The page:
Wednesday, April 3, 2002
George Grants Davis’ Request to Stay Judge’s Order That AIDS-Infected Killer Be Released on Parole
From Staff and Wire Service Reports
Chief Justice Ronald M. George late yesterday stayed a Los Angeles Superior Court judge’s order that a convicted murderer who suffers from AIDS, cancer, heart disease and dementia be released on parole.
George granted the stay, which will remain in effect until the full court acts on the matter, in response to a request by Gov. Gray Davis earlier in the day. Without the stay, Mark Smith was to have been released tomorrow.
Smith, 46, has spent 17 years in prison. He was convicted of second-degree murder in the 1985 death of Rick Diamonon following an argument over cocaine.
He was diagnosed with AIDS in 1994. He has been treated twice for cancer and suffers from progressive dementia, according to court records.
The state Board of Prison Terms had decided to parole Smith, praising his exemplary prison record and noted that the sentencing judge had supported the release.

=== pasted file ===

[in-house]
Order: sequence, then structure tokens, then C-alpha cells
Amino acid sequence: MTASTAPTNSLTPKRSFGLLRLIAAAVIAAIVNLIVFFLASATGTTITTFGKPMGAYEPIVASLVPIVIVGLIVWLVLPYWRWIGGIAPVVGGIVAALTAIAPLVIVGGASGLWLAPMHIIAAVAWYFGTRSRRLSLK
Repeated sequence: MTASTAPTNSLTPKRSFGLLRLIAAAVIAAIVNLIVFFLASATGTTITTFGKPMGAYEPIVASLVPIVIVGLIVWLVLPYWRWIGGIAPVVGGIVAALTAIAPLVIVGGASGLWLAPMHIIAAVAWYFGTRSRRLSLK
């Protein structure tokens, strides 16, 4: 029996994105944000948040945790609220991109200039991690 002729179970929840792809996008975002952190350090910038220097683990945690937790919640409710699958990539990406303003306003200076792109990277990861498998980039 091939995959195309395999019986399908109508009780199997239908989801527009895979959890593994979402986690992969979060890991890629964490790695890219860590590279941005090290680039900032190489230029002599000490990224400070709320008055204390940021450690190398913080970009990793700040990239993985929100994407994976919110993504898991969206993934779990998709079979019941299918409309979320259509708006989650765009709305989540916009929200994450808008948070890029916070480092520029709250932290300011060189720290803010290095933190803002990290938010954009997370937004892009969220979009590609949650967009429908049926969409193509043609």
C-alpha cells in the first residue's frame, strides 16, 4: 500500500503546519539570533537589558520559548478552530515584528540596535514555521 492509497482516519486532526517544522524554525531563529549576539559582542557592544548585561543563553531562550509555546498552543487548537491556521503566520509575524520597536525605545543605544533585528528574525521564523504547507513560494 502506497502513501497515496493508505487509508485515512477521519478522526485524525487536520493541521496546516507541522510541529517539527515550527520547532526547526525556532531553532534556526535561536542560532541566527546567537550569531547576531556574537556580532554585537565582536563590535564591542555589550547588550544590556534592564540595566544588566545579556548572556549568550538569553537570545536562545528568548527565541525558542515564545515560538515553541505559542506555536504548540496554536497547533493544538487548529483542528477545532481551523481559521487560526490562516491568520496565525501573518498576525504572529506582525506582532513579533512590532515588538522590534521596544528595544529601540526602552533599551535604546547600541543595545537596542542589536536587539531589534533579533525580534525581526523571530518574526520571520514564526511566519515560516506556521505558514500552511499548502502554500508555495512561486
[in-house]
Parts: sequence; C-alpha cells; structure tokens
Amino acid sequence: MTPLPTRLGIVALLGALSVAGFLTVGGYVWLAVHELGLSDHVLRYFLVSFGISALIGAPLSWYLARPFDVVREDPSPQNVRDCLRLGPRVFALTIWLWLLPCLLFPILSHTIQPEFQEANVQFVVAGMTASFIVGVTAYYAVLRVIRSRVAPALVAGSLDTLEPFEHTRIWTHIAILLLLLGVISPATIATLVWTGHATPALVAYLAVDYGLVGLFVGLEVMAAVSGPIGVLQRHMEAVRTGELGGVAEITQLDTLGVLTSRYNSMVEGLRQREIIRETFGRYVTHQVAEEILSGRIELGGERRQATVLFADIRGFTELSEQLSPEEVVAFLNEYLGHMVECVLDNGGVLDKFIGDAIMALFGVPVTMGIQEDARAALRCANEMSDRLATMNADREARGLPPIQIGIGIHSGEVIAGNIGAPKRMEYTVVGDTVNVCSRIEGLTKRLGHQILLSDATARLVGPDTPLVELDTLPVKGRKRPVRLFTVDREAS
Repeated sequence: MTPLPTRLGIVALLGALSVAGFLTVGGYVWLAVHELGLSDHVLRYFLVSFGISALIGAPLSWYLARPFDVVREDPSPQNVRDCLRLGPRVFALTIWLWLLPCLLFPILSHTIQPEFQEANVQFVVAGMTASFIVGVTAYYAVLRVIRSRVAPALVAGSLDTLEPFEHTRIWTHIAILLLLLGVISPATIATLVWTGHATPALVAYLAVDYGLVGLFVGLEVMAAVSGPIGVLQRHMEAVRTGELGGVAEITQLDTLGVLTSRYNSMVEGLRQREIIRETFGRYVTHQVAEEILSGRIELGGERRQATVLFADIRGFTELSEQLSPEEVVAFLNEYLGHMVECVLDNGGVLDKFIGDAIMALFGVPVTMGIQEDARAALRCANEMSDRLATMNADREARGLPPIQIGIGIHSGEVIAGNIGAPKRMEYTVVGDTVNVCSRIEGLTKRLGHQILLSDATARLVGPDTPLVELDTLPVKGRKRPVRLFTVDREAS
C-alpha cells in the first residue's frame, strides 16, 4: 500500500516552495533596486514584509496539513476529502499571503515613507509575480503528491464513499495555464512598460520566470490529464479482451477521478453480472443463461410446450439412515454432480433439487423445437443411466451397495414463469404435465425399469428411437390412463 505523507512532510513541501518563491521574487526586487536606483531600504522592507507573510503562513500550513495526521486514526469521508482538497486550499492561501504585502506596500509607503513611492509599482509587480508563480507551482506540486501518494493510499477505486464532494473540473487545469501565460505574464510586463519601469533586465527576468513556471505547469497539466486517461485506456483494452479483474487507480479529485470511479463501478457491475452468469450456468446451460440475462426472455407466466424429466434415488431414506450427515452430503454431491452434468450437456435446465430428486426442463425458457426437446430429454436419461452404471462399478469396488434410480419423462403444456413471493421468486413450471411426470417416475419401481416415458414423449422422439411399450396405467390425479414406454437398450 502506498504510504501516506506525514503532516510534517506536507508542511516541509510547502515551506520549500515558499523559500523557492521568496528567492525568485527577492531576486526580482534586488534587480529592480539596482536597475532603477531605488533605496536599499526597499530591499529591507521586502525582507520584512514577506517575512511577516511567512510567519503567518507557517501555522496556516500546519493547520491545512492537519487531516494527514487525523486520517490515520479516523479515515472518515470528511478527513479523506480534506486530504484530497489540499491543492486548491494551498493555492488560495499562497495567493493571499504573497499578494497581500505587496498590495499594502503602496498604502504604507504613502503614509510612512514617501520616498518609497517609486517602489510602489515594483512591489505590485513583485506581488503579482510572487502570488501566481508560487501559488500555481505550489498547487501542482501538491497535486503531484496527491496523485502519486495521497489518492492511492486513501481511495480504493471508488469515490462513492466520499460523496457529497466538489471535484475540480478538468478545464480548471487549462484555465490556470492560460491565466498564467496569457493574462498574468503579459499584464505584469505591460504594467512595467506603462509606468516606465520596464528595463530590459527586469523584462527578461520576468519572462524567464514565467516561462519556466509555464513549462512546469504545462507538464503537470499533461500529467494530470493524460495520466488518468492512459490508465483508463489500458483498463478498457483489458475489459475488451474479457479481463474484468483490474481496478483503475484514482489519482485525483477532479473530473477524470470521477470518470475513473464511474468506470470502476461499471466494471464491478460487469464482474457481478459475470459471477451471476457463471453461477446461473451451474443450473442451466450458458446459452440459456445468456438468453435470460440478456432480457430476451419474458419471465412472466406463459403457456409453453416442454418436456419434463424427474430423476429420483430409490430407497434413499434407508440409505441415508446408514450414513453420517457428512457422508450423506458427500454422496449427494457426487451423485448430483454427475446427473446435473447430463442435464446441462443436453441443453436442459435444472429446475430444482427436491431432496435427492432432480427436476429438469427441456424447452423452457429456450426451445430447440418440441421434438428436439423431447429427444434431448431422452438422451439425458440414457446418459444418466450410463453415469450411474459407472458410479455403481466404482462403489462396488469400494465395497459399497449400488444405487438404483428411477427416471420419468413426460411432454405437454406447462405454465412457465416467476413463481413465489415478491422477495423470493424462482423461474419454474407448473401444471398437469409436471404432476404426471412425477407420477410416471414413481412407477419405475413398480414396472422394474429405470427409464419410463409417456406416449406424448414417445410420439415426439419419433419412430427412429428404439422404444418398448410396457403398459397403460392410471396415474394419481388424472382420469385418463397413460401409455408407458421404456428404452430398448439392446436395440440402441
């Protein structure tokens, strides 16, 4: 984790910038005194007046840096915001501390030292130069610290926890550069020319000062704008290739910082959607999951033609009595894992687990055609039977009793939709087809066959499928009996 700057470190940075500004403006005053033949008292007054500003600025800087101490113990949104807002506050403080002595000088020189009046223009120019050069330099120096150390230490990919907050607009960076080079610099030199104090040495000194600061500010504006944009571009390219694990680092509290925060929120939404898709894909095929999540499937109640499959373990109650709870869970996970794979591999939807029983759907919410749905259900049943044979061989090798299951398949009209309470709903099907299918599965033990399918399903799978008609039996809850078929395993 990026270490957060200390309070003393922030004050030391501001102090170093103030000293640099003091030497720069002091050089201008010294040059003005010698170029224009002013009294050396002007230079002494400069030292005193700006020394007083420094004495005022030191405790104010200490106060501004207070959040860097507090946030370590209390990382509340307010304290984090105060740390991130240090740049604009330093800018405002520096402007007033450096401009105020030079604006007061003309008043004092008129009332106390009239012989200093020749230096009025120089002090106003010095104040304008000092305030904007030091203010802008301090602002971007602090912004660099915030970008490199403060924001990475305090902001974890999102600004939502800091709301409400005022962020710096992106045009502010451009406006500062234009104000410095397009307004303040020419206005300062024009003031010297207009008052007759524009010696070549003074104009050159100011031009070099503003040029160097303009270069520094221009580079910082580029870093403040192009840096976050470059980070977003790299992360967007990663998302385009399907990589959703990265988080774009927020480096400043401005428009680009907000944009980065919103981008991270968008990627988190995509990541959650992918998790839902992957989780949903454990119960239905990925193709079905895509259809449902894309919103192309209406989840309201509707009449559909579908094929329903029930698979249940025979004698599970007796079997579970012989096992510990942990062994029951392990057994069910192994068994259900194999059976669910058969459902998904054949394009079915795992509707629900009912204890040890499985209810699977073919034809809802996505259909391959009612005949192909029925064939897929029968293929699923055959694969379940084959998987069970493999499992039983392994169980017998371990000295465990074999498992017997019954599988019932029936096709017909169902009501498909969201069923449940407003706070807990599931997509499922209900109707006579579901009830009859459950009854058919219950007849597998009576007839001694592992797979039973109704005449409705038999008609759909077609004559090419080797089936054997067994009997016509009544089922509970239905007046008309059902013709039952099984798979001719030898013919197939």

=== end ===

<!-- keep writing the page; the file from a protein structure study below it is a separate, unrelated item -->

But Davis overruled the board, calling Smith “a person with little regard for human life.”
In granting Smith’s release on habeas corpus, Judge Keith L. Schwartz said last month there was no evidence supporting the governor’s denial of parole. He said Davis had wrongly labeled Smith as one of the killers, rather than an accomplice, and had exaggerated his criminal history.
Deputy Attorney General Diann Sokoloff, who filed the request for a stay in San Francisco, said the governor was acting within the parole review power granted to governors under Proposition 89, which voters passed in 1988.
“The court isn’t authorized to second-guess the governor in the manner in which it did. It’s a legal issue,” she said. “It’s the interpretation of the law as it applies to the governor’s authority.”
It was the second parole case in which a California court has overruled Davis, who has opposed parole for 81 of the 82 convicted murderers the board recommended for release.
Robert Rosenkrantz was convicted in the 1985 killing of a Calabasas schoolmate who had exposed him as a homosexual. In denying parole, Davis labeled Rosenkrantz “a significant risk to society.” In January, the Court of Appeal ruled Davis had exceeded his authority in that case, but that ruling was stayed while the high court decides whether to review the panel decision.
Copyright 2002, Metropolitan News Company